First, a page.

go2up-logoFollowing the collapse of the GetEasy Ponzi scheme, insider Tiago Fontoura went on to launch the reload scheme Go2Up.

Go2Up’s business model continued where GetEasy left off, seeing affiliates invest up to €3000 on the promise of ROIs paid out subsequently invested funds.

As with most reload schemes, Go2Up failed to grow as large as its predecessor.

Some six months after its launch however the scheme persisted, with Founder Tiago Fontoura recently touching down in Tunisia to spruik the scheme.

If reports out of Tunisia are to be believed, upon landing in Tunisia Fontoura was arrested on criminal charges.

When exactly Fontoura was arrested is unclear, with affiliates first noticing something was up when the Go2Up website was abruptly parked on a maintenance page on or around June 23rd. Go2Up backoffice access was also reportedly shut down the same day.

A few days later, multiple Go2Up affiliate Facebook pages were reporting that Fontoura had been arrested by Tunisian authorities:


Further research reveals that in early June, an announcement of a Go2Up office opening up in Tunisia by the end of the month was made. Presumably this is why Fontoura was in Tunisia.

Putting to together what has happened since Fontoura’s arrest in late June is sketchy, with only a handful of Arabic-language news sources having published anything on it.

On the 2nd of July the website Tunisien reported that Fontoura had been charged with defrauding some 40,000 Tunisians through GetEasy.

According to the report, Fontoura was arrested at the hotel he was staying at. Money laundering is a part of the case, with charges filed last Thursday. A billion dollar figure in losses is quoted, but I’m not sure what currency that is in.

Tunisia’s official currency is the Tunisian Dinar, with 1 billion TND equal to $508 million USD. If the Tunisian Dinar is indeed the currency being cited by Tunisien, then holy crap!

The same day the website Assabah reported another arrest, with a blurred out photo of a GetEasy “general manager”.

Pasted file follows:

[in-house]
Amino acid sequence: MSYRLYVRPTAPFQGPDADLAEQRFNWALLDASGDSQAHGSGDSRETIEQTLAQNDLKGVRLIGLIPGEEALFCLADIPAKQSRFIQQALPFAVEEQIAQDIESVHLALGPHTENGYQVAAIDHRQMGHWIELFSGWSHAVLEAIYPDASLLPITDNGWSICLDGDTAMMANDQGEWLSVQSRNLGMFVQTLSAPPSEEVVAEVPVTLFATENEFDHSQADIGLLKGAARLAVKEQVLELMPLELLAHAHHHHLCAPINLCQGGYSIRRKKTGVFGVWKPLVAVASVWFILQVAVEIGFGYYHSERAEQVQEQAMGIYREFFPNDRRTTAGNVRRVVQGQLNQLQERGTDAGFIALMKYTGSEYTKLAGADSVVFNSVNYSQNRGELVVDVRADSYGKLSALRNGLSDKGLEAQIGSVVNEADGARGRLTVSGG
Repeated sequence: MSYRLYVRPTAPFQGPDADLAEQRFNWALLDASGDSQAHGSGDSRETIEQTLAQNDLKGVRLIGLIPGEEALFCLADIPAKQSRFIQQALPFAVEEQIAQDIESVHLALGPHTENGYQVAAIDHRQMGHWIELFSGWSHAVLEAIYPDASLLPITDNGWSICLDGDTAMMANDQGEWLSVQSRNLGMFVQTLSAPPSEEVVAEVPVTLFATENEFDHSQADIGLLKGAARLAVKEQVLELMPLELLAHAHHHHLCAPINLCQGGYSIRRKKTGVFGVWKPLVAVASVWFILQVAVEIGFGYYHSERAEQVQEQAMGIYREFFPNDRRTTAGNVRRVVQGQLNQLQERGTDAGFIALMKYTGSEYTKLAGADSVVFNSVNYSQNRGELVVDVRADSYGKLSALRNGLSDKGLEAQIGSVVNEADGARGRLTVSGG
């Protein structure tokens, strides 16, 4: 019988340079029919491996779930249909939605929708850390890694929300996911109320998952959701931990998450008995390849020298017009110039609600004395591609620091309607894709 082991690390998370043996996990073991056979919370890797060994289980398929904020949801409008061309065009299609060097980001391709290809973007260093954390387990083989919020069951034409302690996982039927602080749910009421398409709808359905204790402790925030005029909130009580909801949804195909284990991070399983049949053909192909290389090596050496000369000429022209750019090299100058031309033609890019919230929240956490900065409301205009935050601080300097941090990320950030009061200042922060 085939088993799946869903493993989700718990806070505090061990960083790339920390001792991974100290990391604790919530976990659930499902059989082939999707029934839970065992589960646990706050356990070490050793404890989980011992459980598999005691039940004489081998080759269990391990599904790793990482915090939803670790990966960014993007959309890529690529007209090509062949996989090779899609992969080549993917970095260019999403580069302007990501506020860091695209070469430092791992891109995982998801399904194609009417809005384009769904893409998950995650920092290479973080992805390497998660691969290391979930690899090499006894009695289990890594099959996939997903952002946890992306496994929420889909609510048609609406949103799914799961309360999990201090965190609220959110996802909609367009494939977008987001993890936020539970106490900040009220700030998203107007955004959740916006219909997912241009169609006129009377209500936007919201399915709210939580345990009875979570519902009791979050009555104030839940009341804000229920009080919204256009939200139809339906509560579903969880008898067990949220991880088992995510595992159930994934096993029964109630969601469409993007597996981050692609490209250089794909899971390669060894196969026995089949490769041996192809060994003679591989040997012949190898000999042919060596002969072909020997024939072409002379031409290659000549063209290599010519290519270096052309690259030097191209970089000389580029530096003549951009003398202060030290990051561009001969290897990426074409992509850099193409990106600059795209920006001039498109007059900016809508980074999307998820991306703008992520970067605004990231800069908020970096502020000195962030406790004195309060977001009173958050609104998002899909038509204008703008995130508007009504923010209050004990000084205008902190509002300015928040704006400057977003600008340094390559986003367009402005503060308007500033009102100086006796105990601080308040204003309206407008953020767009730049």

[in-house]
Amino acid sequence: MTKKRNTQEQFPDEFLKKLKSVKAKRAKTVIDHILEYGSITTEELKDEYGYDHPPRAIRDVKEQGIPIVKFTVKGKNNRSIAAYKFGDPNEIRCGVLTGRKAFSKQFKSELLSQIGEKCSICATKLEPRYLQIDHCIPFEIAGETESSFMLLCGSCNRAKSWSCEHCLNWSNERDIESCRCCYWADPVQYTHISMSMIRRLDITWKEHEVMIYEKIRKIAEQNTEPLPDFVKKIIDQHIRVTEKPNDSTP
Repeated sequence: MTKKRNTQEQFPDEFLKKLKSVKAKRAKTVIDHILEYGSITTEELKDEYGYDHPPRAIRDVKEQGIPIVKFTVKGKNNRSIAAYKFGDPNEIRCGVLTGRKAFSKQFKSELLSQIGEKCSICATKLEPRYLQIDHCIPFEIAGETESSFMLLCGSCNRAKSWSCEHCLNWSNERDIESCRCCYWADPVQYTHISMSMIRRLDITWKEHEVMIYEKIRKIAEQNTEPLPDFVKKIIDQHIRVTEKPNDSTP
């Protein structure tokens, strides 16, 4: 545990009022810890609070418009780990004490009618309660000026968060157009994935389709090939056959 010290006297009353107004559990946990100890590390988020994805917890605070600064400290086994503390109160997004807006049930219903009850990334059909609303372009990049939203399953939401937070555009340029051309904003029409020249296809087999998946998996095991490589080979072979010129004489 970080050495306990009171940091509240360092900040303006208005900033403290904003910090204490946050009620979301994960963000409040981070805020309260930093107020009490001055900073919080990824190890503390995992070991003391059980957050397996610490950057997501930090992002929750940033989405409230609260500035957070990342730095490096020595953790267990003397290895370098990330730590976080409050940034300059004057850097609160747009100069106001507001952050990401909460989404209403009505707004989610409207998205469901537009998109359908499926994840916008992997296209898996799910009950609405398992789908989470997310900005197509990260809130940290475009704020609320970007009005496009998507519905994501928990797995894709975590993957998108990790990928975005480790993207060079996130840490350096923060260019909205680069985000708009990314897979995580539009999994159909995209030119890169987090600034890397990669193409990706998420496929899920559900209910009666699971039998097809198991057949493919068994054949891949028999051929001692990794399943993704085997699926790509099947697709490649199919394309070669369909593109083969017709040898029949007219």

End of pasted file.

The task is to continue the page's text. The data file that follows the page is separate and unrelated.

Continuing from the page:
I might be wrong, but I believe that’s Go2Up’s Edgar Fontoura:


The report claims Fontoura has dual Brazilian-Portuguese nationality, and again charges of fraud and money laundering are mentioned.

Citing the number of Tunisian victims of GetEasy, Assabah conclude:

(It) is expected to see major developments in the case due to its size and the large number of affected (victims).

Nordouest News also carried the story on the 2nd of July, citing a photo of Tiago Fontoura in their report.

A followup article by Assabah on July 3rd mentions ongoing investigations into alleged money laundering and fraud by three additional suspects. Assabah reports they are also up for “use of a banking business without a license”.

Apparently investigations in Tunisia began on June 11th, with authorities seizing the moment when Fontoura entered Tunisia later in the month.

That’s where we’re currently at, with Fontoura and whoever else might have been arrested since remaining in custody.

Following Fontoura’s arrest, the official Go2Up Tunisia Facebook group was shut down. At the time of publication, the Go2Up website remains parked on a maintenance page, with those running presumably unsure of what to do following Fontoura’s arrest.

For those curious, Tunisia apparently use a mixture of French civil law with certain aspects of Islamic law blended in. Typically Islamic law takes precedence over civil law when there’s an overlap.

Tracking this case is going to be difficult due to the lack of English coverage, but we’ll try to keep on top of it. Stay tuned…